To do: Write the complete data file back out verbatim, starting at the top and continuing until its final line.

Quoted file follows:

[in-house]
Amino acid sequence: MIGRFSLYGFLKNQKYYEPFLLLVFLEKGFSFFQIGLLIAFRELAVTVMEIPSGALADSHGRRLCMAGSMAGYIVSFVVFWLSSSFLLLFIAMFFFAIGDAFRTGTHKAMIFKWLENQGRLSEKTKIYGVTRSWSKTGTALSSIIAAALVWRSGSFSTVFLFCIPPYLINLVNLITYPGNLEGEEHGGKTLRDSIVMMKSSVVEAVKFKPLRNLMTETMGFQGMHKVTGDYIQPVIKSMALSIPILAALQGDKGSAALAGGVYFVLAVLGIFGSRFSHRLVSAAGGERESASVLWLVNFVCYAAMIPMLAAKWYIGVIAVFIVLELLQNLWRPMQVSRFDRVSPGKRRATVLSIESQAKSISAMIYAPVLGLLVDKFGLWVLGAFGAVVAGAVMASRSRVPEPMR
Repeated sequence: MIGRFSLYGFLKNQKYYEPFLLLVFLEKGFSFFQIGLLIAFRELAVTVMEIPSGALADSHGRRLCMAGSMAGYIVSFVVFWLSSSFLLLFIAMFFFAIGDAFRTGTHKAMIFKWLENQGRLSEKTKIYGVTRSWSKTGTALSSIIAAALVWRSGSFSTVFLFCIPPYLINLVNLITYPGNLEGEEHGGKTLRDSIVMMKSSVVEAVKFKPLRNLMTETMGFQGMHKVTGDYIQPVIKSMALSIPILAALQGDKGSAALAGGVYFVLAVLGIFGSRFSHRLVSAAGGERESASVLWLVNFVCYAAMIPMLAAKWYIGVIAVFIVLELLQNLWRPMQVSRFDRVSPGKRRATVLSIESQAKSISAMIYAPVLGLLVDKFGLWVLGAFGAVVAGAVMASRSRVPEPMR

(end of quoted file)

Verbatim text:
[in-house]
Amino acid sequence: MIGRFSLYGFLKNQKYYEPFLLLVFLEKGFSFFQIGLLIAFRELAVTVMEIPSGALADSHGRRLCMAGSMAGYIVSFVVFWLSSSFLLLFIAMFFFAIGDAFRTGTHKAMIFKWLENQGRLSEKTKIYGVTRSWSKTGTALSSIIAAALVWRSGSFSTVFLFCIPPYLINLVNLITYPGNLEGEEHGGKTLRDSIVMMKSSVVEAVKFKPLRNLMTETMGFQGMHKVTGDYIQPVIKSMALSIPILAALQGDKGSAALAGGVYFVLAVLGIFGSRFSHRLVSAAGGERESASVLWLVNFVCYAAMIPMLAAKWYIGVIAVFIVLELLQNLWRPMQVSRFDRVSPGKRRATVLSIESQAKSISAMIYAPVLGLLVDKFGLWVLGAFGAVVAGAVMASRSRVPEPMR
Repeated sequence: MIGRFSLYGFLKNQKYYEPFLLLVFLEKGFSFFQIGLLIAFRELAVTVMEIPSGALADSHGRRLCMAGSMAGYIVSFVVFWLSSSFLLLFIAMFFFAIGDAFRTGTHKAMIFKWLENQGRLSEKTKIYGVTRSWSKTGTALSSIIAAALVWRSGSFSTVFLFCIPPYLINLVNLITYPGNLEGEEHGGKTLRDSIVMMKSSVVEAVKFKPLRNLMTETMGFQGMHKVTGDYIQPVIKSMALSIPILAALQGDKGSAALAGGVYFVLAVLGIFGSRFSHRLVSAAGGERESASVLWLVNFVCYAAMIPMLAAKWYIGVIAVFIVLELLQNLWRPMQVSRFDRVSPGKRRATVLSIESQAKSISAMIYAPVLGLLVDKFGLWVLGAFGAVVAGAVMASRSRVPEPMR